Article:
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The Polity Reader in Cultural Theory. Edition No. 1

  • ID: 2246925
  • Book
  • December 1993
  • 320 Pages
  • John Wiley and Sons Ltd
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The field of cultural and media studies is one of the most important and rapidly developing areas in the social sciences and humanities today. This new text provides an overview of some of the key issues and debates in the field. The book is designed in such a way that it can be used either as a supplement to other texts or as an integral volume in itself.

Among the topics covered are: theories of media, communication and ideology; the influence of electronic communication; popular and high culture; the interpretation of art and literature; the impact of feminism in cultural studies; advertising and the consumer culture; and theories of modernism and postmodernism. The contributors include many of the major figures involved in current debates, including Jean Baudrillard, Pierre Bourdieu, Peter Burger, Mary-Ann Caws, Joanne Finkelstein, Jürgen Habermas, Stuart Hall, J. F. Lyotard, John B. Thompson, Janet Wolff and others.

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Part I: Theoretical Considerations:.

1. Social Theory, Mass Communication and Public Life:.

John Thompson.

2. Saussure and the Origin of Semiotics:.

Robert Hodge and Gunther Kress.

3. The Field of Cultural Production: Pierre Bourdieu.

4. Critique of Commodity Aesthetics: W. F. Haug.

5. Critical Theory and the Consumer Society: Douglas Kellner.

6. The Emergence of the Public Sphere: Jürgen Habermas.

7. The Theory of the Public Sphere:.

A Critical Appraisal: John Thompson.

8. The Dynamics of Electronic Networks: G. J. Mulgan.

9. The Masses: The Implosion of the Social in the Media:.

Jean Baudrillard.

10. The Question of Cultural Identity: Stuart Hall.

11. Baudrillard and TV Ads: Mark Poster.

12. Postmodernist Sensibility: Scott Lash and John Urry.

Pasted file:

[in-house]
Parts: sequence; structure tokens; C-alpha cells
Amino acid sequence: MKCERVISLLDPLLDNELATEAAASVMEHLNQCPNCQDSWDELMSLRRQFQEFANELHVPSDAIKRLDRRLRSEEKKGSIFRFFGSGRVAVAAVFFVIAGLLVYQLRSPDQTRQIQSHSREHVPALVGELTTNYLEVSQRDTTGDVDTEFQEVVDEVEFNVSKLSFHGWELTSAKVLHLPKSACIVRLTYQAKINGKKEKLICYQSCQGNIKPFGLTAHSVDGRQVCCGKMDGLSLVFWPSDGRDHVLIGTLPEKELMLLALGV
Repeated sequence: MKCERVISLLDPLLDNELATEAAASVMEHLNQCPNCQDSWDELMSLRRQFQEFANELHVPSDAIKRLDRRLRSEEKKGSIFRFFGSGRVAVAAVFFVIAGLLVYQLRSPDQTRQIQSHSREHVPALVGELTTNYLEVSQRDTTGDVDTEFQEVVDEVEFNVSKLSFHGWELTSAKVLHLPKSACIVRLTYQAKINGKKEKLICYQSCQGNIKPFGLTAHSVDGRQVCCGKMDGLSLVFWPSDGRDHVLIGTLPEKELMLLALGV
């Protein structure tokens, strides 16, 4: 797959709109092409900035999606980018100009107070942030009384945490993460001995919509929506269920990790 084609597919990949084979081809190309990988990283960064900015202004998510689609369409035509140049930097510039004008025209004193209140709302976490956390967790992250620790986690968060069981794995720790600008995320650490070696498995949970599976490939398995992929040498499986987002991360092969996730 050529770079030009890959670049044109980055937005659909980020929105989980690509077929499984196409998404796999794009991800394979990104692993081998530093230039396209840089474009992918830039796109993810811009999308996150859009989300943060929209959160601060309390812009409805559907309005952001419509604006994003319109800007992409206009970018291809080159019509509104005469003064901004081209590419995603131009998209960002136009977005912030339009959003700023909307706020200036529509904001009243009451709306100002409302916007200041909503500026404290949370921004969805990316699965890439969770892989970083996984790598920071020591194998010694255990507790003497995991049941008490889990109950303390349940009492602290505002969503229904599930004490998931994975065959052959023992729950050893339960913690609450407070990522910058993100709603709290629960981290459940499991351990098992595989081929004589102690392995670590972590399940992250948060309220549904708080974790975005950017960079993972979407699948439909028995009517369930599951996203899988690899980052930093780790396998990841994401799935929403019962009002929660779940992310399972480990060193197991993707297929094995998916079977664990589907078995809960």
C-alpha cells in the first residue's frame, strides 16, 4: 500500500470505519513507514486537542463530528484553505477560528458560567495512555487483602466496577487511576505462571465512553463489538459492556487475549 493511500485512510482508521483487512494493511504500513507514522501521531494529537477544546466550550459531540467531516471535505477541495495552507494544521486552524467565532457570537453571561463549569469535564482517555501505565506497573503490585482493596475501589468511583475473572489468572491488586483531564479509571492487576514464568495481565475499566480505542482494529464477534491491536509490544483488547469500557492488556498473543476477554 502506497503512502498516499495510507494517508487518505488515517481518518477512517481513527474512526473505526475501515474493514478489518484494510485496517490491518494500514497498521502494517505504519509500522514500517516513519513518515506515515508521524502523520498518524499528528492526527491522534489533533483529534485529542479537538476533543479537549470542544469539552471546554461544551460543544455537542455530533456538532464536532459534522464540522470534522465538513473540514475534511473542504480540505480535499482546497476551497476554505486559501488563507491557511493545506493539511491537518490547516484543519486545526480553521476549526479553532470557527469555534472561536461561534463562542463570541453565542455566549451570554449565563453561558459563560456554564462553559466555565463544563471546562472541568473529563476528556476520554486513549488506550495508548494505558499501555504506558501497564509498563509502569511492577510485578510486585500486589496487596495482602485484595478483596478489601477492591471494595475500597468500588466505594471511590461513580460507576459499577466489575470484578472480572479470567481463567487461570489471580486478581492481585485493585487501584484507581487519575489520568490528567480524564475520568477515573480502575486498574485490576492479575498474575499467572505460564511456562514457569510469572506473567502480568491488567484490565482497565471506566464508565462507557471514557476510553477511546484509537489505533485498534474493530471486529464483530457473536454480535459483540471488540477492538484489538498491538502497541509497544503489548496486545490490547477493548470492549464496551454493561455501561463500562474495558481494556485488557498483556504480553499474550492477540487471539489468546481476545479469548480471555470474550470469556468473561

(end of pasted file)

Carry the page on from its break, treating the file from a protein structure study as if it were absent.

13. The Decline of Modernism: Peter Burger.

Part II: Media Representation:.

14. Media Sport: John Hargreaves.

15. Ten Theses on Children and Television:.

Bob Hodge and David Tripp.

16. The Emergence of the Consumer Society: Robert Bocock.

17. Women and Soap Opera: Christine Geraghty.

18. Feminist Romance: Anne Cranny-Francis.

19. The Invisable Flaneuse:.

Women and the Literature of Modernity: Janet Wolff.

20. The Myth of Marilyn Monroe: Graham McCann.

Part III: Reading Popular Culture:.

21. A Message from Kakania:.

Freud, Music, Criticism: Malcom Bowie.

22. The Analysis of Popular Music: John Shepherd.

23. Music for Pleasure: Simon Frith.

24. Comic Subversions:.

Comedy as Strategy in Feminist Theatre: Lizbeth Goodman.

25. Gilbert and Sullivan:.

The Making and Unmaking of a British 'Tradition': David Cannadine.

26. The Great Reception:.

Surrealism and Kandinsky's Inner Eye: Mary Ann Caws.

27. Barthes on Theatre: Michael Moriarty.

28. Fashion, Taste and Eating Out: Joanne Finkelstein.

29. The Sublime and the Avant Garde: Jean Francois Lyotard.

30. The Exorcist and The Omen or Modern and Postmodern Limits to Knowledge: Zygmunt Bauman.

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'An incisive contribution to the history of ideas and their relation to social and political change.'
The Tribune (India)
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